This is all rather indirect, but interesting. Both ”the focus of natural selection shifting” and ”coupling of modules by the emergent neutrality threshold” are inspiring ways to think about the evolution of genetic architecture, and new to me.


Venkataram, Sandeep, et al. ”Evolutionary Stalling and a Limit on the Power of Natural Selection to Improve a Cellular Module.” bioRxiv (2019): 850644.

Genes do not form networks

As a wide-eyed PhD student, I read a lot of papers about gene expression networks and was mightily impressed by their power. You can see where this is going, can’t you?

Someone on Twitter talked about their doubts about gene networks: how networks ”must” be how biology works, but that they weren’t sure that network methods actually had helped genetics that much, how there are compelling annotation term enrichments, and individual results that ”make sense”, but not many hard predictions. I promise I’m not trying to gossip about them behind their back, but I couldn’t find the tweets again. If you think about it, however, I don’t think genes must form networks at all, quite the opposite. But there are probably reasons why the network idea is so attractive.

(Edit: Here is the tweet I was talking about by Jeffrey Barrett! Thanks to Guillaume Devailly for pointing me to it.)

First, network representations are handy! There are all kinds of things about genes that can be represented as networks: coexpression, protein interactions, being mentioned in the same PubMed abstract, working on the same substrate, being annotated by the same GO term, being linked in a database such as STRING which tries to combine all kinds of protein–protein interactions understood broadly (Szklarczyk & al 2018), differential coexpression, co-differential expression (Hudson, Reverter & Dalrymple 2009), … There are all kinds of ways of building networks between genes: correlations, mutual information, Bayesian networks, structural equations models … Sometimes one of them will make an interesting biological phenomena stand out and become striking to the eye, or to one of the many ways to cluster nodes and calculate their centrality.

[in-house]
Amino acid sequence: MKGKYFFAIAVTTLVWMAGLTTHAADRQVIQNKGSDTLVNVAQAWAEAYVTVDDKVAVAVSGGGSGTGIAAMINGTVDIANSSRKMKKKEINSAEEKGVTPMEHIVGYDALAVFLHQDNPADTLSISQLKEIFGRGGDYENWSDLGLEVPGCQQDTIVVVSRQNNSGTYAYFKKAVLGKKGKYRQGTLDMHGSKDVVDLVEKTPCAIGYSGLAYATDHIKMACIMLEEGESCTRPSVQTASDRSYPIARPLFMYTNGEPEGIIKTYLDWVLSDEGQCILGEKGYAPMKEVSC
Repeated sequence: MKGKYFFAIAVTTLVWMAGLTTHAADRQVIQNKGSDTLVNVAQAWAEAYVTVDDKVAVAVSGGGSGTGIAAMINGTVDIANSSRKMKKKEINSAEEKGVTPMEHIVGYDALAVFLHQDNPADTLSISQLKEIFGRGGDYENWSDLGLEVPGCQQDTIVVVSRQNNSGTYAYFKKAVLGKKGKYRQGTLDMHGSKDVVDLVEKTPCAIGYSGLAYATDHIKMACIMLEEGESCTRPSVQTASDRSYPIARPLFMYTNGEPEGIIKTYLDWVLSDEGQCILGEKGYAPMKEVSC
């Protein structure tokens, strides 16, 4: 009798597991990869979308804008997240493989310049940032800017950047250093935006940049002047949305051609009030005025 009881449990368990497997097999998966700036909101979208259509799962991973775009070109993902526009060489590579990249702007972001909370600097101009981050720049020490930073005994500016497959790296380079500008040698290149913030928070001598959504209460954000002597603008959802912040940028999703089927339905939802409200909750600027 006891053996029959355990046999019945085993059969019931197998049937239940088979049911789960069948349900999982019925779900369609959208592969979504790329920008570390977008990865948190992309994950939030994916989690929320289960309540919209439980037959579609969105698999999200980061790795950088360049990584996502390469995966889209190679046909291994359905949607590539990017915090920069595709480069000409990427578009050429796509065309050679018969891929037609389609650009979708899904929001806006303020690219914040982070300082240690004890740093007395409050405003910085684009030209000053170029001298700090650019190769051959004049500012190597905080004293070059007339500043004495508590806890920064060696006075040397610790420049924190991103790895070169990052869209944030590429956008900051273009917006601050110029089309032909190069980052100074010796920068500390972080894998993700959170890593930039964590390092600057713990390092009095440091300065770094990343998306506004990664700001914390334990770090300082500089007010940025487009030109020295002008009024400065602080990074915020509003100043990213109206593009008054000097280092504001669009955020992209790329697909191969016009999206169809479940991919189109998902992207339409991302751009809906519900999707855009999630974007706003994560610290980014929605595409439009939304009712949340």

Second, networks are appealing. Birgitte Nerlich has this great blog post–On books, circuits and life–about metaphors for gene editing (the book of life, writing, erasing, cutting and editing) and systems biology (genetic engineering, circuits, wiring, the genetic program). Maybe the view of gene networks fits into the latter category, if we imagine that the extremely dated analogy with cybernetics (Peluffo 2015) has been replaced with the only slightly dated idea of a universal network science. After Internet and Albert, Jeong & Barabási (1999), what could be more apt than understanding genes as forming networks?

I think it’s fair to say that for genes to form networks, the system needs to be reasonably well described by a graph of nodes and edges. If you look at systems of genes that are really well understood, like the gap gene ”network”, you will see that they do not look like this at all. Look at Fig 3 in Jaeger (2011). Here, there is dynamic and spatial information not captured by the network topology that needs to be overlaid for the network view to make sense.

Or look at insulin signalling, in Fig 1 of Nyman et al (2014). Here, there are modified versions of proteins, non-gene products such as glucose and the plasma membrane, and again, dynamics, including both RNA and protein synthesis themselves. There is no justification for assuming that any of that will be captured by any topology or any weighting of genes with edges between them.

We are free to name biological processes networks if we want to; there’s nothing wrong with calling a certain process and group of related genes ”the gap gene network”. And we are free to use any network representation we want when it is useful or visually pleasing, if that’s what we’re going for. However, genes do not actually form networks.


Szklarczyk, D, et al. (2018) STRING v11: protein–protein association networks with increased coverage, supporting functional discovery in genome-wide experimental datasets. Nucleic acids research.

Hudson, N. J., Reverter, A., & Dalrymple, B. P. (2009). A differential wiring analysis of expression data correctly identifies the gene containing the causal mutation. PLoS computational biology, 5(5), e1000382.

Peluffo, A. E. (2015). The ”Genetic Program”: behind the genesis of an influential metaphor. Genetics, 200(3), 685-696.

Albert, R., Jeong, H., & Barabási, A. L. (1999). Diameter of the world-wide web. Nature, 401(6749), 130.

Jaeger, J. (2011). The gap gene network. Cellular and Molecular Life Sciences, 68(2), 243-274.

Nyman, E., Rajan, M. R., Fagerholm, S., Brännmark, C., Cedersund, G., & Strålfors, P. (2014). A single mechanism can explain network-wide insulin resistance in adipocytes from obese patients with type 2 diabetes. Journal of Biological Chemistry, 289(48), 33215-33230.